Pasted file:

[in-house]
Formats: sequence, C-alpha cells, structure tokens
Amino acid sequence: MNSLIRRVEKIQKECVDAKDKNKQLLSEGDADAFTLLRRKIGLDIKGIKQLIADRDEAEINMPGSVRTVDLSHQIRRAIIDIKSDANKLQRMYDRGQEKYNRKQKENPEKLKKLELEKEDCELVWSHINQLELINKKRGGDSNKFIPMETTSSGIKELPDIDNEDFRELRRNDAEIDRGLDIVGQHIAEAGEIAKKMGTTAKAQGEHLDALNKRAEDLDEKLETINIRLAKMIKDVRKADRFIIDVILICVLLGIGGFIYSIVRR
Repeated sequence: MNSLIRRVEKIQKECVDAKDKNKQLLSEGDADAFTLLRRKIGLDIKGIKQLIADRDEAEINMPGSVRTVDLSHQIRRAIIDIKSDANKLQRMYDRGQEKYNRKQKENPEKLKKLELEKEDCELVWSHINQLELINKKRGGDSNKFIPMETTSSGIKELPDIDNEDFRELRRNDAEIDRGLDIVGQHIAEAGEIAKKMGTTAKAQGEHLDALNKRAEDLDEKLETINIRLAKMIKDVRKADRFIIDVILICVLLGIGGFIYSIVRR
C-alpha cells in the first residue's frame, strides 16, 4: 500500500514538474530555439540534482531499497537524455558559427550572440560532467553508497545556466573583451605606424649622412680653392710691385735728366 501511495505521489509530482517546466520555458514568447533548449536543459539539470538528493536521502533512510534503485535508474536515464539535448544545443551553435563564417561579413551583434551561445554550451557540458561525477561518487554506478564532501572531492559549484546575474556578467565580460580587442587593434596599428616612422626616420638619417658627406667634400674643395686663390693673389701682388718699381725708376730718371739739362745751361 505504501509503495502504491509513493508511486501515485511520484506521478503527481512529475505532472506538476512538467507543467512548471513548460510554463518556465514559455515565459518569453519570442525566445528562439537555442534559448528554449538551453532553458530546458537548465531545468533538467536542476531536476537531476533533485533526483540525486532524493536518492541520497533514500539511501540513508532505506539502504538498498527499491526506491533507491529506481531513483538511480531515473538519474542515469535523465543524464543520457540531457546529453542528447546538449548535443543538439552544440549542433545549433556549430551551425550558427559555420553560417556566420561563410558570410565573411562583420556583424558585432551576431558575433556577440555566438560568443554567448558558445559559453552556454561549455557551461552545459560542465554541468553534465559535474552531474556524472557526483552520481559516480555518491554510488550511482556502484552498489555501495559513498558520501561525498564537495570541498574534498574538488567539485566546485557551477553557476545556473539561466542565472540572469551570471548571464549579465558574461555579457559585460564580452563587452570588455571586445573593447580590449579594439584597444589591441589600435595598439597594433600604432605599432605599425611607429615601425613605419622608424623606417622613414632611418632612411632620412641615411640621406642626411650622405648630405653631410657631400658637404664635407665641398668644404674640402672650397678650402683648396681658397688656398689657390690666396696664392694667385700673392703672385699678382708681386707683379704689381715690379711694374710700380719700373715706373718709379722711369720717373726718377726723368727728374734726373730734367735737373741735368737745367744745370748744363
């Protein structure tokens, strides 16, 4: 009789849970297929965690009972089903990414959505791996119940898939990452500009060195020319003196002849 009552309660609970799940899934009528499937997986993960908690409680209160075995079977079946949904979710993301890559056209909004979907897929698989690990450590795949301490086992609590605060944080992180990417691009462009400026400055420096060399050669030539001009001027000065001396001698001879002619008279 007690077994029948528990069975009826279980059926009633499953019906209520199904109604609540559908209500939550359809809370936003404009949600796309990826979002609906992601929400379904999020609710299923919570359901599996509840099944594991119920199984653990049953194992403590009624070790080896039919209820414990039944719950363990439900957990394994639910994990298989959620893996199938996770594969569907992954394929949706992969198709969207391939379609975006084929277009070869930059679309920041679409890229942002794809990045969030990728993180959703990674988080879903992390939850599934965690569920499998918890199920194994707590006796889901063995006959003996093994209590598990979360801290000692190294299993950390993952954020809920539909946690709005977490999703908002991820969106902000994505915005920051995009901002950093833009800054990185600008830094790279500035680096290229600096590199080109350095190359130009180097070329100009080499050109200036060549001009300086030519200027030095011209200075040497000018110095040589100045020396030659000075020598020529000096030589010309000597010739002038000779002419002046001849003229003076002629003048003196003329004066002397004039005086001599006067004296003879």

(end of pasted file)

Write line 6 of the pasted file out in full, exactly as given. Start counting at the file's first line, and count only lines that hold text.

């Protein structure tokens, strides 16, 4: 009789849970297929965690009972089903990414959505791996119940898939990452500009060195020319003196002849 009552309660609970799940899934009528499937997986993960908690409680209160075995079977079946949904979710993301890559056209909004979907897929698989690990450590795949301490086992609590605060944080992180990417691009462009400026400055420096060399050669030539001009001027000065001396001698001879002619008279 007690077994029948528990069975009826279980059926009633499953019906209520199904109604609540559908209500939550359809809370936003404009949600796309990826979002609906992601929400379904999020609710299923919570359901599996509840099944594991119920199984653990049953194992403590009624070790080896039919209820414990039944719950363990439900957990394994639910994990298989959620893996199938996770594969569907992954394929949706992969198709969207391939379609975006084929277009070869930059679309920041679409890229942002794809990045969030990728993180959703990674988080879903992390939850599934965690569920499998918890199920194994707590006796889901063995006959003996093994209590598990979360801290000692190294299993950390993952954020809920539909946690709005977490999703908002991820969106902000994505915005920051995009901002950093833009800054990185600008830094790279500035680096290229600096590199080109350095190359130009180097070329100009080499050109200036060549001009300086030519200027030095011209200075040497000018110095040589100045020396030659000075020598020529000096030589010309000597010739002038000779002419002046001849003229003076002629003048003196003329004066002397004039005086001599006067004296003879």